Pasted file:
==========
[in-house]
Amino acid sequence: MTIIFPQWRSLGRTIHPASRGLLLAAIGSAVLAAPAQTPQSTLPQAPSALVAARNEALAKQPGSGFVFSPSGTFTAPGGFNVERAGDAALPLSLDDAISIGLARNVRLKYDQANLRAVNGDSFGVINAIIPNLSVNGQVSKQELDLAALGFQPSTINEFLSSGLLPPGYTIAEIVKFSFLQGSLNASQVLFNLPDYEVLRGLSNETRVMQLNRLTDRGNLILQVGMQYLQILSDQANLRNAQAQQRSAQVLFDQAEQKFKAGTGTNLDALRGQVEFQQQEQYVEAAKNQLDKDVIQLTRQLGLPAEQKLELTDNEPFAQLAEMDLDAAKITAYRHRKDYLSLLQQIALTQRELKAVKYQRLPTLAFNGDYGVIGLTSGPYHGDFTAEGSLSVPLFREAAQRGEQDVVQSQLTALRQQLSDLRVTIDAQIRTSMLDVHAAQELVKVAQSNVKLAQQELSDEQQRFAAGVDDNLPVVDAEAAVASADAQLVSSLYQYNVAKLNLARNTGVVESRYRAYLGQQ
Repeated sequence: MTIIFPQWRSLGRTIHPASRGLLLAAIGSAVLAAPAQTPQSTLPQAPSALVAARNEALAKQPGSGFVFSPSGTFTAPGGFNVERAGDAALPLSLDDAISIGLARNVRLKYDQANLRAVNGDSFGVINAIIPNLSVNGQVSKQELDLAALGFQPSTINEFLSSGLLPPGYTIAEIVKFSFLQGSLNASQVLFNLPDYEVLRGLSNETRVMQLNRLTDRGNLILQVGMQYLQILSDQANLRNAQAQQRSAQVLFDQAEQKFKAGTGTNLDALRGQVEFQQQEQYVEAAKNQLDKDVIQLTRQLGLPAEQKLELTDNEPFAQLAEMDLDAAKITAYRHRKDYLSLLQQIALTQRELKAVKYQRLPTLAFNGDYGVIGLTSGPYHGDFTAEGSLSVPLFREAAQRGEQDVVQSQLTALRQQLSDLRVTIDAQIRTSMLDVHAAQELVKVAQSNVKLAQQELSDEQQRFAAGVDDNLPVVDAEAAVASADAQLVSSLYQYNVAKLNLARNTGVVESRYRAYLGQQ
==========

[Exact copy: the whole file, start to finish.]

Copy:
[in-house]
Amino acid sequence: MTIIFPQWRSLGRTIHPASRGLLLAAIGSAVLAAPAQTPQSTLPQAPSALVAARNEALAKQPGSGFVFSPSGTFTAPGGFNVERAGDAALPLSLDDAISIGLARNVRLKYDQANLRAVNGDSFGVINAIIPNLSVNGQVSKQELDLAALGFQPSTINEFLSSGLLPPGYTIAEIVKFSFLQGSLNASQVLFNLPDYEVLRGLSNETRVMQLNRLTDRGNLILQVGMQYLQILSDQANLRNAQAQQRSAQVLFDQAEQKFKAGTGTNLDALRGQVEFQQQEQYVEAAKNQLDKDVIQLTRQLGLPAEQKLELTDNEPFAQLAEMDLDAAKITAYRHRKDYLSLLQQIALTQRELKAVKYQRLPTLAFNGDYGVIGLTSGPYHGDFTAEGSLSVPLFREAAQRGEQDVVQSQLTALRQQLSDLRVTIDAQIRTSMLDVHAAQELVKVAQSNVKLAQQELSDEQQRFAAGVDDNLPVVDAEAAVASADAQLVSSLYQYNVAKLNLARNTGVVESRYRAYLGQQ
Repeated sequence: MTIIFPQWRSLGRTIHPASRGLLLAAIGSAVLAAPAQTPQSTLPQAPSALVAARNEALAKQPGSGFVFSPSGTFTAPGGFNVERAGDAALPLSLDDAISIGLARNVRLKYDQANLRAVNGDSFGVINAIIPNLSVNGQVSKQELDLAALGFQPSTINEFLSSGLLPPGYTIAEIVKFSFLQGSLNASQVLFNLPDYEVLRGLSNETRVMQLNRLTDRGNLILQVGMQYLQILSDQANLRNAQAQQRSAQVLFDQAEQKFKAGTGTNLDALRGQVEFQQQEQYVEAAKNQLDKDVIQLTRQLGLPAEQKLELTDNEPFAQLAEMDLDAAKITAYRHRKDYLSLLQQIALTQRELKAVKYQRLPTLAFNGDYGVIGLTSGPYHGDFTAEGSLSVPLFREAAQRGEQDVVQSQLTALRQQLSDLRVTIDAQIRTSMLDVHAAQELVKVAQSNVKLAQQELSDEQQRFAAGVDDNLPVVDAEAAVASADAQLVSSLYQYNVAKLNLARNTGVVESRYRAYLGQQ